You’re pretty intense yourself.
You need a sense of urgency, because without that, my goodness, if you don’t have sense of urgency, working in the kitchen? It would be a disaster. Well, it’s part of my life. I run Recette like that. You have to be alert and have a sense of urgency all the times.
Was working at Gordon Ramsay tough?
That was the most torture I experienced in my life, but it’s like, yeah, you can’t fuck with me, I’ve done this and this. I never really worked with him side by side, but seeing him treat his cook employees is magical. On a Saturday he would always make this shellfish stew for everyone — everybody was looking forward to that. He never says much, but once he talks to you, it’s great. You know those people, they don’t talk much, but when they do it’s really effective. Like that.
Was Ramsay nice to you?
He’s actually a great guy. Everything we see on TV is on TV. They want the asshole side, but he’s very sweet. He was there every month, and he says hi to you.
What’s the setup at Recette like?
It’s a small staff. We’re very hands on. On a busy night, I’m going to have one burner and four staff — two cooks on the line, me, and a dishwasher. It gets really ugly. It’s a small restaurant. It’s really tight. On a slow night like on a Tuesday, that’s when you feel the sense of what we really, really are, although I never really sacrifice the food even though it’s a busy night.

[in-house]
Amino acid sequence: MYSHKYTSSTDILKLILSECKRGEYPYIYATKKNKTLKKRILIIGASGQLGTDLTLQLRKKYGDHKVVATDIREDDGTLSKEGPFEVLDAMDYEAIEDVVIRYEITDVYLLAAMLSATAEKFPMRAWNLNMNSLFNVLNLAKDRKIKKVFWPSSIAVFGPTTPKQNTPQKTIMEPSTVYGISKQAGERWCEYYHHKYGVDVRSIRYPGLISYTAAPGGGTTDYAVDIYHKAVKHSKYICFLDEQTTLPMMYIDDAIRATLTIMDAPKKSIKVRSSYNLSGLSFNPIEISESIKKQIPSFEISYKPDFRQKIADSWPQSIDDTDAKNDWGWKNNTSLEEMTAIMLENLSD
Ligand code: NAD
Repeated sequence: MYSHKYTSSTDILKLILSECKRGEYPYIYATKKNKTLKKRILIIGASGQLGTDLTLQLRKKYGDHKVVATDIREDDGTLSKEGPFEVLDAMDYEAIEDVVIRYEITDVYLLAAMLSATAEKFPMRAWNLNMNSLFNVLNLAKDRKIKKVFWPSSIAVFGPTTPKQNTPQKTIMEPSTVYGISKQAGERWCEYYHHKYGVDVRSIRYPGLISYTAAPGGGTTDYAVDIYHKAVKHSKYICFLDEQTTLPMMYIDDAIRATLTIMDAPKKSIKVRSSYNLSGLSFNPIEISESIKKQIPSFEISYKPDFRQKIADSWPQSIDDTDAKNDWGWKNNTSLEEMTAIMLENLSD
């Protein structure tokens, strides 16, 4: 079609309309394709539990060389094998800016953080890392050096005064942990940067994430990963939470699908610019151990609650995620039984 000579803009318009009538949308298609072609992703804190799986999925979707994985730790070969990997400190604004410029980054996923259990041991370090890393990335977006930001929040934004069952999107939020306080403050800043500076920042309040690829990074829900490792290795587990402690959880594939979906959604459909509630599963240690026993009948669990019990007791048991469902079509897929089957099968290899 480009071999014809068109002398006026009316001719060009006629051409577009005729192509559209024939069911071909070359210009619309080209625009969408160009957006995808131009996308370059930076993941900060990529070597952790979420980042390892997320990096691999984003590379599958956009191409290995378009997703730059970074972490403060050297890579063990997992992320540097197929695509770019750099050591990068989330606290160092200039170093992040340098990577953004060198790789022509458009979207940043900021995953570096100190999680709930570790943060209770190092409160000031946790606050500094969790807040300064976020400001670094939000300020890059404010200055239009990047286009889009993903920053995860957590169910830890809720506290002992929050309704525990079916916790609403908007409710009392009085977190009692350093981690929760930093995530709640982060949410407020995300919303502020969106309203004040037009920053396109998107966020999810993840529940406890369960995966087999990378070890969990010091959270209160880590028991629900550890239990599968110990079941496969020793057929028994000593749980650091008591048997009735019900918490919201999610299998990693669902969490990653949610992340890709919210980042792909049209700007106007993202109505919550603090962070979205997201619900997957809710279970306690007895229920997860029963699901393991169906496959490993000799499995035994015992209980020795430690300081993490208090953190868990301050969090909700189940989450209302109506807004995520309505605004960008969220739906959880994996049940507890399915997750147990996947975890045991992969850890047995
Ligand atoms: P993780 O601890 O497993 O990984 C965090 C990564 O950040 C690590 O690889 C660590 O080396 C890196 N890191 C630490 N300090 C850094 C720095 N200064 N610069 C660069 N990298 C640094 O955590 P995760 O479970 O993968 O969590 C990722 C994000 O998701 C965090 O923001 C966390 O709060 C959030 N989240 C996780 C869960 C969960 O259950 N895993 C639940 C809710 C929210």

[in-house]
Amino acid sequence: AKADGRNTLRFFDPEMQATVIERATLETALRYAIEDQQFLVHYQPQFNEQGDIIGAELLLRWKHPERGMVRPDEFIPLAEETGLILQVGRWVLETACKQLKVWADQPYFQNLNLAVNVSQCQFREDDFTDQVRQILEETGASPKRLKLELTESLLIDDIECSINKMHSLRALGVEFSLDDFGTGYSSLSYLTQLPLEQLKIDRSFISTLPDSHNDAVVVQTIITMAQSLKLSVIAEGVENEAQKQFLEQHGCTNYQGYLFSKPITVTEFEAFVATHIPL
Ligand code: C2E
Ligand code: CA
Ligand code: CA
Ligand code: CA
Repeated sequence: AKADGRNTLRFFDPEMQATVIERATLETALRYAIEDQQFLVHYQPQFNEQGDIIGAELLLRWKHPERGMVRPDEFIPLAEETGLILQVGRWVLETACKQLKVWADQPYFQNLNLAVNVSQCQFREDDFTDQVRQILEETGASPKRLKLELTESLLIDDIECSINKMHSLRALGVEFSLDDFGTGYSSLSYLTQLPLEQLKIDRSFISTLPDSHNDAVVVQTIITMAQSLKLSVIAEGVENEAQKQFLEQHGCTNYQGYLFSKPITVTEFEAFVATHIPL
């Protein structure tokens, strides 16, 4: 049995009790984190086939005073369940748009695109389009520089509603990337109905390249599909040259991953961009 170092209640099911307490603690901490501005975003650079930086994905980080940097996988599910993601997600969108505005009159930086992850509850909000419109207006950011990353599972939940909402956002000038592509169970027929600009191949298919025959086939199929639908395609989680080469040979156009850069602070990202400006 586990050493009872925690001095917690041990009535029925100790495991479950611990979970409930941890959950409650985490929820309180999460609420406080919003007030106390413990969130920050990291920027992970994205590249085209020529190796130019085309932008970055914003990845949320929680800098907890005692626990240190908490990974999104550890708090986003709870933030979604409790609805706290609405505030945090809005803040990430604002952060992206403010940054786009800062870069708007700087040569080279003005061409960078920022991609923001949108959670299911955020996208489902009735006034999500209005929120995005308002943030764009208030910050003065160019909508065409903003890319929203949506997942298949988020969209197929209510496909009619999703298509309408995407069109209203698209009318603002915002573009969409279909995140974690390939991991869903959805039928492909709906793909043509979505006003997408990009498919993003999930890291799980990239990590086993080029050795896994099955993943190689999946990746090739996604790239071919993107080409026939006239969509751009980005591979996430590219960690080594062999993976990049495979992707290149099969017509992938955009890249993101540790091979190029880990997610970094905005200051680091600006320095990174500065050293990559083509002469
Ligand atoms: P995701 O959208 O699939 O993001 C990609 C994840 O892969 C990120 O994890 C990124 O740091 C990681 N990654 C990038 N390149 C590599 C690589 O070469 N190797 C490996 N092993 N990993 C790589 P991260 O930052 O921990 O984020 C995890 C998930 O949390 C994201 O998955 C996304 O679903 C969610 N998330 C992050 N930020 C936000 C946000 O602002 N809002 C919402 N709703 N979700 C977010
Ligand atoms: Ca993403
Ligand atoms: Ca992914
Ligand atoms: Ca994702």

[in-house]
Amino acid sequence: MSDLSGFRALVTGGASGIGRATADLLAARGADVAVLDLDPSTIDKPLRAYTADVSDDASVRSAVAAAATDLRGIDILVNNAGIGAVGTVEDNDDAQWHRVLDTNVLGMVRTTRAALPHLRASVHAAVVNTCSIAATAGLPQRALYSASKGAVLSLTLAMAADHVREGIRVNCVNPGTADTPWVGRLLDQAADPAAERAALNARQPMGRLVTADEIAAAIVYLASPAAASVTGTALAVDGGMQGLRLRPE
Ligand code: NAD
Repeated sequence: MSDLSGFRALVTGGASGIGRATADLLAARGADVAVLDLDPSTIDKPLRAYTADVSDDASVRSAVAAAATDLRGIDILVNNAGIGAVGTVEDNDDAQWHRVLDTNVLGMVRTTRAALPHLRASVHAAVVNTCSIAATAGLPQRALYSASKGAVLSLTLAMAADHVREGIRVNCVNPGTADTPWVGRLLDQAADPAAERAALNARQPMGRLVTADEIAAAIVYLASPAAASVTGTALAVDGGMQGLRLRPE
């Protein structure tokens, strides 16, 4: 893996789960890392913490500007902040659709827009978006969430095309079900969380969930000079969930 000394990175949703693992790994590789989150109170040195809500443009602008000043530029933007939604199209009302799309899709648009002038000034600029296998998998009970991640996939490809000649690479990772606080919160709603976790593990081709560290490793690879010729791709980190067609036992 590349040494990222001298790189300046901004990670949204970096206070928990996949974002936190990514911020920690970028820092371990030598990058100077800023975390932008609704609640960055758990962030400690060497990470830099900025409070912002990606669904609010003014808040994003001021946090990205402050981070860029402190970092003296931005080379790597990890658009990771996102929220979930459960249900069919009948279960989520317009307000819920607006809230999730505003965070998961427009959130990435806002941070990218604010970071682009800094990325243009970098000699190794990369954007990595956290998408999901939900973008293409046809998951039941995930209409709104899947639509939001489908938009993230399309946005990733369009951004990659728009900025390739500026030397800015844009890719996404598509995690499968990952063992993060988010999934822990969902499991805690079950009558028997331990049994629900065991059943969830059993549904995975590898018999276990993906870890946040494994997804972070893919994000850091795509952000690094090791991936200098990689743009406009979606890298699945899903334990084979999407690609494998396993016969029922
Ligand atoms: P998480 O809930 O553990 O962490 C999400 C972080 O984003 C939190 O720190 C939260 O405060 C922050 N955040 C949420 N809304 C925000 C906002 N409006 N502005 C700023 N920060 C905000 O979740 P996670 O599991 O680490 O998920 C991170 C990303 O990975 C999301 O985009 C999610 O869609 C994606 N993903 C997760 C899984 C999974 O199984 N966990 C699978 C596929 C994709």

What got you to Recette?
I would help [Jesse Schenker] on my days off, and then when I quit Ramsay, I was on my way to another restaurant and I had three weeks off. He wanted to me to come to him and I said no; I thought I needed more experience. So I went to Dovetail because I was fascinated John Fraser’s way of thinking about vegetable dishes. Jesse kept telling me, “You’re going to come back to me. There’s nothing to learn, everything you learn is within you! This is how you do it: you do it yourself, you go watch stuff, and you already know how to do everything.” I told him to just let me go and let me make my own mistakes. Then I came back after four months. I said, “You’re right.” Of course he said, “I told you so.”
How’s Recette evolved in those four years?
Well you’re not a new restaurant; the neighborhood people love it and come back to us. We also get new people who haven’t heard of us before. We’re not as busy as we were years ago.
When do you come into your own?
I’m not a morning person, so I get really creative around 1 o’clock in the morning, and then my dishwasher hates me. I will work wee hours from 1 a.m. to 2:30 a.m. testing outside my comfort zone. I never wake up before noon.
What’s got you excited now?
I’m thinking spring is coming! I’m changing the menu, so I’m thinking about that, and I cannot sleep because I’m thinking beans, it’s bean season again.
What’s the vibe like in the kitchen?
We have music while we prep and during service even though we’re pumping like 100 covers. If I’m in the kitchen I’m going to bust out some Beyoncé. I love Beyoncé or John Mayer, and they hate me for that. Ed, who is one of us, likes hip-hop, so the Wu Tang Clan. When Jesse works, it’s grunge rock and roll like Pearl Jam and Nine Inch Nails outside the kitchen in the dining room. When I play Anita Baker everybody just yells at me and says, “What is this music?” But I like it.